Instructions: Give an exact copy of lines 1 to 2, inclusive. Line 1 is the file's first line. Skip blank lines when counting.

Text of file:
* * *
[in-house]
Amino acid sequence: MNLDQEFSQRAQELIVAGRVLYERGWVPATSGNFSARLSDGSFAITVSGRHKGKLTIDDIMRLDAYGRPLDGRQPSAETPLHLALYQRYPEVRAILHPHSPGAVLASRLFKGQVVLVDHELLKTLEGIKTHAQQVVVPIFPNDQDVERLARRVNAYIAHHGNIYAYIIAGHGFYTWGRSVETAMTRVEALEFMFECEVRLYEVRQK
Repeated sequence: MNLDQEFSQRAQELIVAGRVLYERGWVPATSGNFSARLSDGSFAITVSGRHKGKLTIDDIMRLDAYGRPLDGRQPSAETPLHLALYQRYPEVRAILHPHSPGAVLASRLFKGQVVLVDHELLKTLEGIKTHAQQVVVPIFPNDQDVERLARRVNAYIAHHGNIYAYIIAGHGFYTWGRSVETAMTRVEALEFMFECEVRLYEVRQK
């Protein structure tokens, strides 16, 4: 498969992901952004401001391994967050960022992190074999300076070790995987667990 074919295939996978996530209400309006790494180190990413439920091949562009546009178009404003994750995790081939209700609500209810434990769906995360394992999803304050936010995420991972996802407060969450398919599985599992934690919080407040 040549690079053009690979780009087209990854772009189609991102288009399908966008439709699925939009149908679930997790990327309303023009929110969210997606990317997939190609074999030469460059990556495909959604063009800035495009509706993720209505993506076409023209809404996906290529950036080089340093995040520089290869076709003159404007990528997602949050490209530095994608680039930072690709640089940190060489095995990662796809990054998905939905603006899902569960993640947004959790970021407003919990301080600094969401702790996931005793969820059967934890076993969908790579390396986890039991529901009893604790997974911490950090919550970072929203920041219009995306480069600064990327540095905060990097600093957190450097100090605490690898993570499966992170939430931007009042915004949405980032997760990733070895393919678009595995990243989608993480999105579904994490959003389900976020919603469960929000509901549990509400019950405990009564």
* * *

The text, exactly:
[in-house]
Amino acid sequence: MNLDQEFSQRAQELIVAGRVLYERGWVPATSGNFSARLSDGSFAITVSGRHKGKLTIDDIMRLDAYGRPLDGRQPSAETPLHLALYQRYPEVRAILHPHSPGAVLASRLFKGQVVLVDHELLKTLEGIKTHAQQVVVPIFPNDQDVERLARRVNAYIAHHGNIYAYIIAGHGFYTWGRSVETAMTRVEALEFMFECEVRLYEVRQK